Large commodity investment funds reversed their investment strategies in live cattle futures during the week ended Tuesday and took on a net longer position than the week before when it declined.
At the same time, hedgers took the opposite tack and increased their collective net short position.
The data came from the Commodity Futures Trading Commission’s weekly Commitments of Traders report on Friday.
FUNDS GET LONGER CATTLE
Those large commodity investment funds, known as managed money, took their net long cattle position to 78,651 contracts as of Tuesday, up 3,474, or 4.62%, from 75,177 a week earlier but very near the 78,689 of two weeks earlier.
Also as of Tuesday, hedgers, better known as commercial traders, those who own, or will own, the cattle, pushed their net short position to 160,505 contracts, up 5,753, or 3.72%, from 154,752 a week earlier and very near the 160,135 of two weeks earlier.
The CFTC said managed money arrived at their new net long cattle position by adding 2,473 long positions, covering 1,001 short positions and unwinding 3,334 spread positions. This left them in control of 28.8% of total long open interest, 5.5% of total short open interest and 11.3% of total spread open interest.
Commercials got to where they were by liquidating 1,577 long positions and adding 4,176 short positions, leaving them with 10.1% of total long open interest and 57.7% of total short open interest.
The CME Group said total live cattle open interest as of Tuesday was 337,312 contracts, up 2,433, or 0.73%, from 334,879 a week earlier.
CME Group data also showed that Jun, the most-active live cattle contract, rose during the CFTC reporting week to settle Tuesday at $122.22 per cwt, up from $120.05 a week earlier.
FUNDS TAKE LONGER CORN POSITION
CFTC data showed that, as of Tuesday, managed money had taken their collective net long Chicago corn position to 387,698 contracts, up 8,189, or 2.16%, from 379,509 a week earlier. It was their largest net long position in more than a year.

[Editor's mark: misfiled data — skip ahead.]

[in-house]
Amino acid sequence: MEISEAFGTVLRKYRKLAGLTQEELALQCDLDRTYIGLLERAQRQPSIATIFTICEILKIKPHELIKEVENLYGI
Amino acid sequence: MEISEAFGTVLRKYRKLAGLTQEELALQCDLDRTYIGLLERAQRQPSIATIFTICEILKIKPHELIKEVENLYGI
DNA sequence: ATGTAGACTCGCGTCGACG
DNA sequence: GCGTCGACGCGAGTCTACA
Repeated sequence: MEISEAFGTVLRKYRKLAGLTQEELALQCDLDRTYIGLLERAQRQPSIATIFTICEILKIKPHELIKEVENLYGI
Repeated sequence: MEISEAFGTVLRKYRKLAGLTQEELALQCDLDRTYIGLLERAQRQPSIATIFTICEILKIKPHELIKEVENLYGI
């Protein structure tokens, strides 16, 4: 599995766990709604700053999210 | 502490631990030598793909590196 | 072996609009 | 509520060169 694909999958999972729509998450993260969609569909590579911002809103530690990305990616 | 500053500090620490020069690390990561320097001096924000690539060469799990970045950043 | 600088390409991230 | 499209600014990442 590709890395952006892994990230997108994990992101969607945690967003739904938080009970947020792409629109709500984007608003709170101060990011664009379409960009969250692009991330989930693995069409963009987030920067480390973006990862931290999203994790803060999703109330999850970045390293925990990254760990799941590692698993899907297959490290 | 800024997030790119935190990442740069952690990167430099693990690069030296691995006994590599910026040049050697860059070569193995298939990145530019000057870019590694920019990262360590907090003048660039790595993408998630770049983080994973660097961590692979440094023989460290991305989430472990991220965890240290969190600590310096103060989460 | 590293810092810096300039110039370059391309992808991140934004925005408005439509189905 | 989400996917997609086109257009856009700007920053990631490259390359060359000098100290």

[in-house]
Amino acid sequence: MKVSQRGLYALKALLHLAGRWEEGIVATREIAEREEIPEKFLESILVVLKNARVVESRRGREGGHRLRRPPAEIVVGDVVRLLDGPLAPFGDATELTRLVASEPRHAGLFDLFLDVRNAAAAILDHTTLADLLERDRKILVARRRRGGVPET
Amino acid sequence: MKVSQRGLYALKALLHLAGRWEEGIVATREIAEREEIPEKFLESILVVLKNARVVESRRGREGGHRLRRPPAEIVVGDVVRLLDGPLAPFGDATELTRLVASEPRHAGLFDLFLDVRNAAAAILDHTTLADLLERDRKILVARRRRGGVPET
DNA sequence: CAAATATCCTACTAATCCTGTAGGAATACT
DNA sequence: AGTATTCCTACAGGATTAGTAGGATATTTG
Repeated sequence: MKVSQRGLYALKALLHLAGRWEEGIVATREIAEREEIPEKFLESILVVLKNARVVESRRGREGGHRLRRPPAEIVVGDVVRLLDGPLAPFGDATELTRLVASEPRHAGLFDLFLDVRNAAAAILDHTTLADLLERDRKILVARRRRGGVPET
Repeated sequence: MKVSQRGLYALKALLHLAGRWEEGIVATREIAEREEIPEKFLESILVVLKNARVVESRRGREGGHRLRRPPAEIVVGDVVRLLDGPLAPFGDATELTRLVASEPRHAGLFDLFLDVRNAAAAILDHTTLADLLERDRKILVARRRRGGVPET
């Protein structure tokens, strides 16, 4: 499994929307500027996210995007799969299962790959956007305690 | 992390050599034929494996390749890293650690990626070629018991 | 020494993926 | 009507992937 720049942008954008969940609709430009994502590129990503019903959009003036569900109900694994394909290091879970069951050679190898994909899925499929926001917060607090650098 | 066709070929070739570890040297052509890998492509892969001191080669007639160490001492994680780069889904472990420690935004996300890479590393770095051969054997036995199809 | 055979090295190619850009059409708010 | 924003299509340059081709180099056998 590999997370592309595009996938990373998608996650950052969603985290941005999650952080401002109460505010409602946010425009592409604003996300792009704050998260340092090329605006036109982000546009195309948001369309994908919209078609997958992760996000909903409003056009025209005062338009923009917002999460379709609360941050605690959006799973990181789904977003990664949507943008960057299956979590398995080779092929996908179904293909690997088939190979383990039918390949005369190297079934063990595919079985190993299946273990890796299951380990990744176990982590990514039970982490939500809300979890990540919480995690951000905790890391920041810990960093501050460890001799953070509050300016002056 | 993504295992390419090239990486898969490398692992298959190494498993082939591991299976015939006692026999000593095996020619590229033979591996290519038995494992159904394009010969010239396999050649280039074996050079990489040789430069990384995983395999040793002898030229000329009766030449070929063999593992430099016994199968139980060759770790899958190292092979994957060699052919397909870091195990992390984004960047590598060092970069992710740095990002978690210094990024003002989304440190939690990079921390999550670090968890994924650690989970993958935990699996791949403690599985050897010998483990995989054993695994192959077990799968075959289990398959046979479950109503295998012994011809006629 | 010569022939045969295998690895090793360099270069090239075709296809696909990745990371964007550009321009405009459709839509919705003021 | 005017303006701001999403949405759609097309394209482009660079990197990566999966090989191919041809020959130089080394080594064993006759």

Commercials, meanwhile trimmed their collective net short corn position to 761,134 contracts from 763,441 a week earlier, a decline of 23,307, or 0.30%.
The CFTC said managed money arrived at their new corn position by adding 10,187 long positions, 1,998 short positions and unwinding 901 spread positions. This left them in control of 23.9% of total long open interest, 1.6% of total short open interest and 9.0% of total spread open interest.
Commercials got to where they were by liquidating 1,019 long positions and covering 3,326 short positions, leaving their net short position representing 24.4% of total long open interest and 68.2% of total short open interest.
CATTLE, BEEF RECAP
Fed cattle trading last week was at $116 to $120.50 per cwt on a live basis, up $1 to $4.50 from the previous week. Dressed-basis trading was at $184 to $190 per cwt, unchanged to up $5.
The USDA choice cutout Friday was up $2.88 per cwt at $252.85, while select was up $2.27 at $246.97. The choice/select spread widened to $5.88 from $5.27 with 51 loads of fabricated product and 28 loads of trimmings and grinds sold into the spot market.
The USDA reported Thursday that basis bids for corn from livestock feeding operations in the Southern Plains were unchanged to up $0.01 at $1.25 to $1.28 a bushel over the May CBOT futures contract, which settled at $5.59 3/4 a bushel, down $0.04 1/2.
The CME Feeder Cattle Index for the seven days ended Wednesday was $140.35 per cwt, up $0.44. This compares with Thursday’s Apr contract settlement of $143.87 per cwt, unchanged.